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Old 07-05-2011, 02:41 PM
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283 cam preferrence

I have built a really cool ratrod, chopped 29 Ford pickup. Installed a stock 283 with Powerglide from 67, I think Impala. Well maybe not fully stock. It came with Holley 650 spreadbore. I can tell the engine was rebuilt at some point, but I believe they used a stock cam since it runs so smooth (uh, too smooth). The engine runs great as is, but I would like to little bit more umph. I'm really not looking to more HP as it does fine as is since the rat is so light, but would like for it to sound better than a sewing machine as I cruise slowly at car shows, etc. A low to mid range cam maybe. I don't plan to change heads or intake. Just a cam for better sound. Just wondering if anyone can give me any suggestions. Example of lift, duration... brand.

Thanks,
Bob

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Old 07-05-2011, 03:46 PM
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We really need to know which 283 you have, approximate weight of your rod and what gears you're running. Just off the top of my head though the Summit 1103 might give it the idle you're looking for without totally killing your bottom end. Here's alink to a video of one in a 305........

Summit 1103
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Old 07-05-2011, 05:38 PM
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You asked what engine, weight, and ratio. I was afraid someone would ask. All I know is it's a 67... i think. weight? Best guess about 1600 to 1800 lbs. Ratio. Rear end came from Astrovan. I think it's about 3.5:1. As it stands now, the rat is a little slow off the line, but gets going above 15- 20 mph. I consider it totally acceptable on power as is. But I'm not changing the cam to get better line start. In fact, if changing the cam for better "sound" results in a little less performance off the line, I can live with that. I'm not going to enter any drag races. Not this truck anyway. The problem now is... it sounds like your great aunts car who only drives on Sunday. Ii just want one that sounds cool. No plans to do burnouts. Thanks.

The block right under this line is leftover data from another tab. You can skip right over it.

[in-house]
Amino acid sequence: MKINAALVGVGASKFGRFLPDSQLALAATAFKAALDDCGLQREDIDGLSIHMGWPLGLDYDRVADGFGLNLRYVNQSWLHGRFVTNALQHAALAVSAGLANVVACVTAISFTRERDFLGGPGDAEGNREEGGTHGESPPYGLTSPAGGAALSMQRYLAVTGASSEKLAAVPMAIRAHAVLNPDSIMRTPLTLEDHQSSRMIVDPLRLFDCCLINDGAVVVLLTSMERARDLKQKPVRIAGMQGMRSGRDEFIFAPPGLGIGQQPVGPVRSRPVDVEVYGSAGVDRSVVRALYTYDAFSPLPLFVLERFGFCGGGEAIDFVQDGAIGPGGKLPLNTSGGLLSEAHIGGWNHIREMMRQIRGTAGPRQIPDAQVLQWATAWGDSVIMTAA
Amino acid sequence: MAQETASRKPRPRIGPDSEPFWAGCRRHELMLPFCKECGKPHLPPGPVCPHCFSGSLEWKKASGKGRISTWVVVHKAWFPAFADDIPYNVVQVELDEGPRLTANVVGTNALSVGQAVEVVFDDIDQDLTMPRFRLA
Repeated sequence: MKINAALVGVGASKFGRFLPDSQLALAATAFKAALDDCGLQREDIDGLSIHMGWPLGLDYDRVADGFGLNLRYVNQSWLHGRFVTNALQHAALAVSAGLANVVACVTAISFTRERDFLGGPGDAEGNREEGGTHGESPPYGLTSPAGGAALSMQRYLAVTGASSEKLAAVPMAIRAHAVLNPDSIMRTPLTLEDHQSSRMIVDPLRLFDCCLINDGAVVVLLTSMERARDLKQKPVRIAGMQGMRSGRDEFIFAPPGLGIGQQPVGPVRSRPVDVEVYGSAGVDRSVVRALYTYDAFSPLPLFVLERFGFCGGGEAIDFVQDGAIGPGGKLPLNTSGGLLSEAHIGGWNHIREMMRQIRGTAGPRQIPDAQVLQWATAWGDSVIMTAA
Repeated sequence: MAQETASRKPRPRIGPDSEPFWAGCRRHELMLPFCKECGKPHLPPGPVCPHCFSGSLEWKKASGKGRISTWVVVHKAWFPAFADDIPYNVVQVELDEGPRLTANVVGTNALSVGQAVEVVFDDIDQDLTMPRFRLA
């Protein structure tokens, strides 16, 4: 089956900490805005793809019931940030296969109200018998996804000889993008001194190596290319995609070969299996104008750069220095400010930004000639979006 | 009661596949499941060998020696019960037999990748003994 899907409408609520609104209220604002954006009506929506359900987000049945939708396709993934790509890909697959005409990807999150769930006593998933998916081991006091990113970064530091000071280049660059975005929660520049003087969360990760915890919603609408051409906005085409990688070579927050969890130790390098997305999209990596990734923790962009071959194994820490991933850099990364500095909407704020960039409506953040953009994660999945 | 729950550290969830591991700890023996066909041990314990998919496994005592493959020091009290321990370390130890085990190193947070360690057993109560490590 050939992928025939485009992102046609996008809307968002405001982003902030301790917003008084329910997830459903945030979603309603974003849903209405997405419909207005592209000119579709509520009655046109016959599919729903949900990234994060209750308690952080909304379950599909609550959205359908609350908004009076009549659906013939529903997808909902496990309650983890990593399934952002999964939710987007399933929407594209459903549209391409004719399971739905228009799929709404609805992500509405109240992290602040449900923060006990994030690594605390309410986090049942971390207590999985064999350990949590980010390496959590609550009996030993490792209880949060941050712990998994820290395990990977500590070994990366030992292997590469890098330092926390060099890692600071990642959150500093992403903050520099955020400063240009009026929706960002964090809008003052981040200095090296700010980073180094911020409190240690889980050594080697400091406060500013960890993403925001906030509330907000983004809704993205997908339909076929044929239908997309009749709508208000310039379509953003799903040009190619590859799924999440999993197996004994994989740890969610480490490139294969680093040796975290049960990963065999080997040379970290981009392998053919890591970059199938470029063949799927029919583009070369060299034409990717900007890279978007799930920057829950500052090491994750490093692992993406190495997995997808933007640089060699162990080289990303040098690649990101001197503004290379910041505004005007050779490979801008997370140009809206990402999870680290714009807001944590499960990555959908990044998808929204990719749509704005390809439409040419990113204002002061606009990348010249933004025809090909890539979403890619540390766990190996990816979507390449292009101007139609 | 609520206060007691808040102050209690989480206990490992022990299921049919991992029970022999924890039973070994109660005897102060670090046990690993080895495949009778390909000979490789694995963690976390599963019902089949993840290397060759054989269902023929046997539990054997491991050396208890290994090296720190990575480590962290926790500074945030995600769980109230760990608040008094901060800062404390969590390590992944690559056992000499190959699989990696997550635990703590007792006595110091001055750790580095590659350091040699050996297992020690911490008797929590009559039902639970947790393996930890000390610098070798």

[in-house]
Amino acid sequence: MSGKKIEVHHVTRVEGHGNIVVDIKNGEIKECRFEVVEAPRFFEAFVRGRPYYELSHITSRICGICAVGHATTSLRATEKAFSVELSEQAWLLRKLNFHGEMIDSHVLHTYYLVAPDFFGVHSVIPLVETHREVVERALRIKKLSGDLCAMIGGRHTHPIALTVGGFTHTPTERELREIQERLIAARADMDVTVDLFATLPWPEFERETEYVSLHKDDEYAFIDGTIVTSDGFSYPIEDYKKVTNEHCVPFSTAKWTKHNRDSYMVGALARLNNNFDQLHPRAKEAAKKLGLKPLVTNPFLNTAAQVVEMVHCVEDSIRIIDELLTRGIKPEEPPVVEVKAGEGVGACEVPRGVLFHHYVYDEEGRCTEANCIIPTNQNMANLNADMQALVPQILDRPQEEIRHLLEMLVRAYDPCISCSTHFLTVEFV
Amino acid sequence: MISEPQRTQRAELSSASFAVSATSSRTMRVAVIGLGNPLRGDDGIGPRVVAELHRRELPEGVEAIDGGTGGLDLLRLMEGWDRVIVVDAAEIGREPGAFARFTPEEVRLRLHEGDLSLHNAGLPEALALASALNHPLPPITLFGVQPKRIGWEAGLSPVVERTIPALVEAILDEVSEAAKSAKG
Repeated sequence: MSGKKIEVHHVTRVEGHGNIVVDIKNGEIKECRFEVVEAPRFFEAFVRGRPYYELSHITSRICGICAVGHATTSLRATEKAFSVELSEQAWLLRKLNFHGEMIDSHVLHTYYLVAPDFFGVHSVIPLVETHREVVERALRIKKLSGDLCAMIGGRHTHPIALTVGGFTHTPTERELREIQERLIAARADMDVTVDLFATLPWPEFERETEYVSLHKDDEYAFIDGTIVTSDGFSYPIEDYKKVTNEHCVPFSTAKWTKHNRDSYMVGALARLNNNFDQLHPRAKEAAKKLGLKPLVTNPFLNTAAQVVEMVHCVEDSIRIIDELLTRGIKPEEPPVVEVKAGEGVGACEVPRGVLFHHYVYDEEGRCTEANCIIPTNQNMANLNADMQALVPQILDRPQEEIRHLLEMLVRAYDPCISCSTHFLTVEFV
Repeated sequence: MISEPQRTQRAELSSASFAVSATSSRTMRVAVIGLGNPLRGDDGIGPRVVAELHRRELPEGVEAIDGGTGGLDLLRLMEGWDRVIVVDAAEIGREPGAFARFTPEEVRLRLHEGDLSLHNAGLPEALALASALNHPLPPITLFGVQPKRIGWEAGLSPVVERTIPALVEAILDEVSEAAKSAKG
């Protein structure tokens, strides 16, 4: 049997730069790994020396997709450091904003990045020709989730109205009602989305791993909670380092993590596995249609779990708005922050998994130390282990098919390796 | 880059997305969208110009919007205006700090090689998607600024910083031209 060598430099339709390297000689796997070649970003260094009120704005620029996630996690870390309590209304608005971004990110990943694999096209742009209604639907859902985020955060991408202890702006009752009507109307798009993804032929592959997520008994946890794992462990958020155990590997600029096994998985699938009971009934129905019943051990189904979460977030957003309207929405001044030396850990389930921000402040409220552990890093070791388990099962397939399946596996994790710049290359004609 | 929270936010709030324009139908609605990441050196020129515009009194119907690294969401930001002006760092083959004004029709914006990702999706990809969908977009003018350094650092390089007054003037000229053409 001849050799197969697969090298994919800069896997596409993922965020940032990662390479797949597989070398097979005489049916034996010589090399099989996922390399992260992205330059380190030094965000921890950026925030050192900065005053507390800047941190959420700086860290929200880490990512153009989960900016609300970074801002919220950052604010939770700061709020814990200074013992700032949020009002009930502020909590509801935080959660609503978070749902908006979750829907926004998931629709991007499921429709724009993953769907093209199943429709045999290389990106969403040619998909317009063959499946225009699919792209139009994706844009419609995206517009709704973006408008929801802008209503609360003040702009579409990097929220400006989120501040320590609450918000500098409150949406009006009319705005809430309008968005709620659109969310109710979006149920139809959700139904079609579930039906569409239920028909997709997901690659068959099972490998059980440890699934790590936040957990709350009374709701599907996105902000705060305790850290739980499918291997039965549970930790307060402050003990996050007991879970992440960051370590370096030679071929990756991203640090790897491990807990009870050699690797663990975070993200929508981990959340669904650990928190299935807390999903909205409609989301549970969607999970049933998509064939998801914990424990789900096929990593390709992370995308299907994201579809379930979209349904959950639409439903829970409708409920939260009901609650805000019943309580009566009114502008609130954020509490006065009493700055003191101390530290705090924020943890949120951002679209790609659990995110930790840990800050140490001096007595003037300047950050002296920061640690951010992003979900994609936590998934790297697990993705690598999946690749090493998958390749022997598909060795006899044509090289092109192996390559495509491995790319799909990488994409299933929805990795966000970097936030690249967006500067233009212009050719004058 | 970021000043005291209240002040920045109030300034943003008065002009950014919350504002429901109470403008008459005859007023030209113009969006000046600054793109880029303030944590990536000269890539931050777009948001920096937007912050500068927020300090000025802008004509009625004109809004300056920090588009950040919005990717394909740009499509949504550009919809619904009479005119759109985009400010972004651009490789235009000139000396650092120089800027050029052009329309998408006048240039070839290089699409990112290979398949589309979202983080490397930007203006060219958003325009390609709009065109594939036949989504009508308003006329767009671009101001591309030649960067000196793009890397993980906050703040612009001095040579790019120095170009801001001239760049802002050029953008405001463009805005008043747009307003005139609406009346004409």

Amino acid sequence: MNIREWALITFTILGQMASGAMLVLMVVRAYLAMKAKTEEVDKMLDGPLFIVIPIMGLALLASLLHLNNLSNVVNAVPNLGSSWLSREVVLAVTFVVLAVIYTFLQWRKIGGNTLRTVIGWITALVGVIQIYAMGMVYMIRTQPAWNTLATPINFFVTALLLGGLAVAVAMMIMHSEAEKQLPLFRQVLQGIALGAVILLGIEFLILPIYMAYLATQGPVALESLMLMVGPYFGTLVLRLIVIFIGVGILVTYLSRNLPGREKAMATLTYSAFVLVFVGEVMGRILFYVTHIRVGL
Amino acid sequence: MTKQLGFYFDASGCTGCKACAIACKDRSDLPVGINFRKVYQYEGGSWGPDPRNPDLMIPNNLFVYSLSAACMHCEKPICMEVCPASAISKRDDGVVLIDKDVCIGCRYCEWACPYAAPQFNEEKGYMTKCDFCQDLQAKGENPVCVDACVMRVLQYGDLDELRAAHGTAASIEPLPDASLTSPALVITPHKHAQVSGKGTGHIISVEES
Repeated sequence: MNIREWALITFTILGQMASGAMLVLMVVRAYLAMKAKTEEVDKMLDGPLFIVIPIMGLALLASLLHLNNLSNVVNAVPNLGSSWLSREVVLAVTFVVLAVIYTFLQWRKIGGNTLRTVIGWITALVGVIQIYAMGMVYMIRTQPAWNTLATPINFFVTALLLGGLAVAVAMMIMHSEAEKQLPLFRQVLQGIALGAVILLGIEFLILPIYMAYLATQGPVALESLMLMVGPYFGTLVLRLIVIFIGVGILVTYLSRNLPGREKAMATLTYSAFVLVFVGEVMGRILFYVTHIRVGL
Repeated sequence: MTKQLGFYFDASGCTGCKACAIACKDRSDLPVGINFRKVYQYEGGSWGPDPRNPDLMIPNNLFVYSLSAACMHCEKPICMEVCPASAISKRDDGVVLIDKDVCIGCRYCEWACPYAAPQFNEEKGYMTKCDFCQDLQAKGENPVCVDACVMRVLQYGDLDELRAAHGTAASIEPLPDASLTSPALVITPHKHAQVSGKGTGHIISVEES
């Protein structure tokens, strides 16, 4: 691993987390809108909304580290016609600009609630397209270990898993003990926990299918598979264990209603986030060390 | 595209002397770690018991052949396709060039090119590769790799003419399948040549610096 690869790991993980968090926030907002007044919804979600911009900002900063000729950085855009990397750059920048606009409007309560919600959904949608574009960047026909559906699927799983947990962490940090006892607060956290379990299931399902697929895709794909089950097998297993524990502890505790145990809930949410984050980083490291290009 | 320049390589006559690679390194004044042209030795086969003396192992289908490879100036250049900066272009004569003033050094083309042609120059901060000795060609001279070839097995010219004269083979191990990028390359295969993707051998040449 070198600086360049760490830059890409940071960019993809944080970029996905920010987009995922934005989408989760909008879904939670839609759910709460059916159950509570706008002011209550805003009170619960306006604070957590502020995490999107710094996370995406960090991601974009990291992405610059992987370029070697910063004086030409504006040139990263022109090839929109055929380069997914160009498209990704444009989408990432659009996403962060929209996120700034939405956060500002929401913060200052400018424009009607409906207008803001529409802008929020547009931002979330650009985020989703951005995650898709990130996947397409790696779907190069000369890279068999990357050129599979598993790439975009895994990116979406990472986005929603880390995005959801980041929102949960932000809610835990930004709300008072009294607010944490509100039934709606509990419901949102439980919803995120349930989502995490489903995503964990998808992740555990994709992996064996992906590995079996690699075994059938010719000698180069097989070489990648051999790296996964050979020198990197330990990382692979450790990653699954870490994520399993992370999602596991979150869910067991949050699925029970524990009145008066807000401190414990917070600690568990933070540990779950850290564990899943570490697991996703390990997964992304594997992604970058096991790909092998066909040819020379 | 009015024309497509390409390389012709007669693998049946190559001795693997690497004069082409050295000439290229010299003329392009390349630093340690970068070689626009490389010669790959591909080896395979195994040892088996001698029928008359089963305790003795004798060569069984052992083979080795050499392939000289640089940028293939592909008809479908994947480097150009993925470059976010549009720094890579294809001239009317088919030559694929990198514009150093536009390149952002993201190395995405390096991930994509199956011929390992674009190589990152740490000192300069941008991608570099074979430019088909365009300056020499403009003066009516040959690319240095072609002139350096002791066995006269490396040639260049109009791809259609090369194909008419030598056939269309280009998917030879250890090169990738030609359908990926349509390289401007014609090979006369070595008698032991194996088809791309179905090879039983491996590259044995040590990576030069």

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Old 07-05-2011, 06:17 PM
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I don't know how much compression is in your motor or whether you want to adjust the valves from time to time, how 'bout the 283ci/290 hp Fuelie cam?

I think they used to call it the Duntov 18-20, or something like that.

Solid lifters, a little on the noisy side ( but in a good way ).

Maybe something comparable in a modern design, will give your rat rod a decent boost.
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Old 07-05-2011, 06:25 PM
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The cam hippie pointed out would work, it`s bigger than I`d recommend but what you have working for you is light weight. However, it would work alot better if the powerglide was dropped and a TH350 was installed. The lower first gear of a TH350 would give it alot better out of the hole accelaration.
With a powerglide low end response might be on the sluggish side.
The spread bore holley works alot like a Quadrajet but not as good as a Quad in my opinion. What intake is in use? As long as there`s not a adapter plate in use your in good shape. With the given cam, I would advance it 4 degrees, this will help low end response somewhat. What you have to remember is, you have a small cubic inch small block, velocity is very important for low end torque development with these engines. Lastly when you change the cam you`ll need to add a new timing chain and valve springs that match the cam.